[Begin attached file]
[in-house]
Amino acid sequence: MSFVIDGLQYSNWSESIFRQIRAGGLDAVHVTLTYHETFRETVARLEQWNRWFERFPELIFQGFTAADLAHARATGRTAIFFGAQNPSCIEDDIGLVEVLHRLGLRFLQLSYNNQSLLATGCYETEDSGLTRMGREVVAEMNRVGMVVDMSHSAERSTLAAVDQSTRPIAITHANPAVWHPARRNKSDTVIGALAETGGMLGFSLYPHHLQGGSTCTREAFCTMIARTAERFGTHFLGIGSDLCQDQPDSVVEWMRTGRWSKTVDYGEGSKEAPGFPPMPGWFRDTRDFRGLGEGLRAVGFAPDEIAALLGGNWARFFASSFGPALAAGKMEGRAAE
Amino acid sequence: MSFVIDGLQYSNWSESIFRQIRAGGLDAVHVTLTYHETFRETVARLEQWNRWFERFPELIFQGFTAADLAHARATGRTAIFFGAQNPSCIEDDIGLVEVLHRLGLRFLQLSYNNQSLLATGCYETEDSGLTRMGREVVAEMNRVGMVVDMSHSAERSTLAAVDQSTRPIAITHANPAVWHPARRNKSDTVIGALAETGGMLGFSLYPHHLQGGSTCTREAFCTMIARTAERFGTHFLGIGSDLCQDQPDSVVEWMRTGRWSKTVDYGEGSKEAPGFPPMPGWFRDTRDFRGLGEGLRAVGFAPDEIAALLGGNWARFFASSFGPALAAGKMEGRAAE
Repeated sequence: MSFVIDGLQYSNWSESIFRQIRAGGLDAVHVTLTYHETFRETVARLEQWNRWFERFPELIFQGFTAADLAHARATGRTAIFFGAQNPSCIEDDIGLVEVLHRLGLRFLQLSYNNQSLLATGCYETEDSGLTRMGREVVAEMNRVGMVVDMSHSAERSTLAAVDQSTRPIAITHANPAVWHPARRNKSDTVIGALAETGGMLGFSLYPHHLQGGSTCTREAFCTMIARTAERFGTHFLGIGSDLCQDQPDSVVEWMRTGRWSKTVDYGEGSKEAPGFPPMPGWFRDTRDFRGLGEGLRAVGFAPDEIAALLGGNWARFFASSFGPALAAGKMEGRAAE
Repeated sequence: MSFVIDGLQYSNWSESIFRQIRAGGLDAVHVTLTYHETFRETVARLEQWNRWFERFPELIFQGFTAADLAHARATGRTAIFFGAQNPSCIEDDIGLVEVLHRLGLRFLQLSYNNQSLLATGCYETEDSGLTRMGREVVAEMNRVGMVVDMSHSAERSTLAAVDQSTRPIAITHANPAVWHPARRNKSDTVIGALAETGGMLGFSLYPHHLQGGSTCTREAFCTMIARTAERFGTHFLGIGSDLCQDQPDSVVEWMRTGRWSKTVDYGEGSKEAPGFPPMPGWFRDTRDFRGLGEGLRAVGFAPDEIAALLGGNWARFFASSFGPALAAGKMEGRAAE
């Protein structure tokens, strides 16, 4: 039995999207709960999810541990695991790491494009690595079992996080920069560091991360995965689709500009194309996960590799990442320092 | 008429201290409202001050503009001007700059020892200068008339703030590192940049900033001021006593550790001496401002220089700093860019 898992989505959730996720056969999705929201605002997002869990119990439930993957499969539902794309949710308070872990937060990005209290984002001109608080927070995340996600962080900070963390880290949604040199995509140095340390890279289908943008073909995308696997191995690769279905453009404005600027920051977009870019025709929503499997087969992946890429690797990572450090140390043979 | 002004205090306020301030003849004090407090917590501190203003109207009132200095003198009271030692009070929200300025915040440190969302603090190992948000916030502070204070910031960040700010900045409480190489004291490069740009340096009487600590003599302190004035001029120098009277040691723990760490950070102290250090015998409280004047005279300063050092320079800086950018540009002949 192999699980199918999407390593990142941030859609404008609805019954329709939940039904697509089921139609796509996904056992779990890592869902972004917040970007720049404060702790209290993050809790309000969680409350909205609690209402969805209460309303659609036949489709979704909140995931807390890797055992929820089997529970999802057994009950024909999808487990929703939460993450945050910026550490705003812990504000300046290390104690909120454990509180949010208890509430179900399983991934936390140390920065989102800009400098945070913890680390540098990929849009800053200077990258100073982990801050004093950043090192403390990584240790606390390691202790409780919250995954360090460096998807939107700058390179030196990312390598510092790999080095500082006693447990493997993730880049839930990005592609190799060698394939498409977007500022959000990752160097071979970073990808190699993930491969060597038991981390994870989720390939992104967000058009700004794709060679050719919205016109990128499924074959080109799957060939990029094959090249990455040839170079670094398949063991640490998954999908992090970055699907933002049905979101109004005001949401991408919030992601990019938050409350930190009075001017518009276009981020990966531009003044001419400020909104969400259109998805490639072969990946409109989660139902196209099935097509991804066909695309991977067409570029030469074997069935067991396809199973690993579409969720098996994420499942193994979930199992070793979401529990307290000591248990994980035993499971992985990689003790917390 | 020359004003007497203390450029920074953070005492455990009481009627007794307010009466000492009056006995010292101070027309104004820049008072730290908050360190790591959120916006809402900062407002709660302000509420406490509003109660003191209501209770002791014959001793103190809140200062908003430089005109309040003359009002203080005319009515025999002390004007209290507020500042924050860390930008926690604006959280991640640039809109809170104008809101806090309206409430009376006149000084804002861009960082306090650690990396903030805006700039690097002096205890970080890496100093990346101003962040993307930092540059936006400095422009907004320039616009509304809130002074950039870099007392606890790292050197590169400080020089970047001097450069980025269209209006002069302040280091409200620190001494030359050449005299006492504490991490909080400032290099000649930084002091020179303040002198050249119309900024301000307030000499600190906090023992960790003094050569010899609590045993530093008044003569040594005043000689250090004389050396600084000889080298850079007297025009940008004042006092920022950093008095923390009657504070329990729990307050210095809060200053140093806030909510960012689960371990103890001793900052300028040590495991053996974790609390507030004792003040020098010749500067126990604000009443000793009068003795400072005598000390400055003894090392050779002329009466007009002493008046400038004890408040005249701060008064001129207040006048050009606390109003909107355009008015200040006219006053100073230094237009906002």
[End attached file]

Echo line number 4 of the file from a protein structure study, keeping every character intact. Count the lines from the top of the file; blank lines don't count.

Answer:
Repeated sequence: MSFVIDGLQYSNWSESIFRQIRAGGLDAVHVTLTYHETFRETVARLEQWNRWFERFPELIFQGFTAADLAHARATGRTAIFFGAQNPSCIEDDIGLVEVLHRLGLRFLQLSYNNQSLLATGCYETEDSGLTRMGREVVAEMNRVGMVVDMSHSAERSTLAAVDQSTRPIAITHANPAVWHPARRNKSDTVIGALAETGGMLGFSLYPHHLQGGSTCTREAFCTMIARTAERFGTHFLGIGSDLCQDQPDSVVEWMRTGRWSKTVDYGEGSKEAPGFPPMPGWFRDTRDFRGLGEGLRAVGFAPDEIAALLGGNWARFFASSFGPALAAGKMEGRAAE